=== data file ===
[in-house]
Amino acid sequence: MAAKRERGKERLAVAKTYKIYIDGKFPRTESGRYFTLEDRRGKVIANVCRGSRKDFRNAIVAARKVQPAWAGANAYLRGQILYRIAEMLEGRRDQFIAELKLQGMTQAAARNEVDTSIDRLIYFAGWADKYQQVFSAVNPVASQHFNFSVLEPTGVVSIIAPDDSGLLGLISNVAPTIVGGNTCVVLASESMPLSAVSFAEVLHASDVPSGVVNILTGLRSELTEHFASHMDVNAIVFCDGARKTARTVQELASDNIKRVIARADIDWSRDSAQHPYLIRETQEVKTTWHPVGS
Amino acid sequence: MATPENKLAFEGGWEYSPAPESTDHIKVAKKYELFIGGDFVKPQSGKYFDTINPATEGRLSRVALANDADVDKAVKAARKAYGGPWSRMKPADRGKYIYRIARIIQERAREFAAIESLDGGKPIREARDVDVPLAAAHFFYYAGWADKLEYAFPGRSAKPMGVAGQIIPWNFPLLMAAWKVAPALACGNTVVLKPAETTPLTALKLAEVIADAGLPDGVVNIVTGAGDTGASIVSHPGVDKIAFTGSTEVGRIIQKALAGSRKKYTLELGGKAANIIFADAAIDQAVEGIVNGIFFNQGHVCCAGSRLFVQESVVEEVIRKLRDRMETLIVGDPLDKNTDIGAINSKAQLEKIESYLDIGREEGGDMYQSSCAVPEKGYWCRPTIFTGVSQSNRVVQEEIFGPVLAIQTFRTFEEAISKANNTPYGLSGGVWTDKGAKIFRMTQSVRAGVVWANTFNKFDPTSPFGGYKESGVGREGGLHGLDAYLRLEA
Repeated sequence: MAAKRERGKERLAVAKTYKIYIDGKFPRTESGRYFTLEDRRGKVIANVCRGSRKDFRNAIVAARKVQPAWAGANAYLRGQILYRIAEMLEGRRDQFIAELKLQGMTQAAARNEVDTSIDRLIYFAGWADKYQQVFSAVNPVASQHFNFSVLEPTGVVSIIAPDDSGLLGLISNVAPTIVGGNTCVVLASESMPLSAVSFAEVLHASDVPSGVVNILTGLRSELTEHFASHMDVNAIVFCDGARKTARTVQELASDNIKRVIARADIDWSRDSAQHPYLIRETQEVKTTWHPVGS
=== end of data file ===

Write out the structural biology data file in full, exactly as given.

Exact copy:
[in-house]
Amino acid sequence: MAAKRERGKERLAVAKTYKIYIDGKFPRTESGRYFTLEDRRGKVIANVCRGSRKDFRNAIVAARKVQPAWAGANAYLRGQILYRIAEMLEGRRDQFIAELKLQGMTQAAARNEVDTSIDRLIYFAGWADKYQQVFSAVNPVASQHFNFSVLEPTGVVSIIAPDDSGLLGLISNVAPTIVGGNTCVVLASESMPLSAVSFAEVLHASDVPSGVVNILTGLRSELTEHFASHMDVNAIVFCDGARKTARTVQELASDNIKRVIARADIDWSRDSAQHPYLIRETQEVKTTWHPVGS
Amino acid sequence: MATPENKLAFEGGWEYSPAPESTDHIKVAKKYELFIGGDFVKPQSGKYFDTINPATEGRLSRVALANDADVDKAVKAARKAYGGPWSRMKPADRGKYIYRIARIIQERAREFAAIESLDGGKPIREARDVDVPLAAAHFFYYAGWADKLEYAFPGRSAKPMGVAGQIIPWNFPLLMAAWKVAPALACGNTVVLKPAETTPLTALKLAEVIADAGLPDGVVNIVTGAGDTGASIVSHPGVDKIAFTGSTEVGRIIQKALAGSRKKYTLELGGKAANIIFADAAIDQAVEGIVNGIFFNQGHVCCAGSRLFVQESVVEEVIRKLRDRMETLIVGDPLDKNTDIGAINSKAQLEKIESYLDIGREEGGDMYQSSCAVPEKGYWCRPTIFTGVSQSNRVVQEEIFGPVLAIQTFRTFEEAISKANNTPYGLSGGVWTDKGAKIFRMTQSVRAGVVWANTFNKFDPTSPFGGYKESGVGREGGLHGLDAYLRLEA
Repeated sequence: MAAKRERGKERLAVAKTYKIYIDGKFPRTESGRYFTLEDRRGKVIANVCRGSRKDFRNAIVAARKVQPAWAGANAYLRGQILYRIAEMLEGRRDQFIAELKLQGMTQAAARNEVDTSIDRLIYFAGWADKYQQVFSAVNPVASQHFNFSVLEPTGVVSIIAPDDSGLLGLISNVAPTIVGGNTCVVLASESMPLSAVSFAEVLHASDVPSGVVNILTGLRSELTEHFASHMDVNAIVFCDGARKTARTVQELASDNIKRVIARADIDWSRDSAQHPYLIRETQEVKTTWHPVGS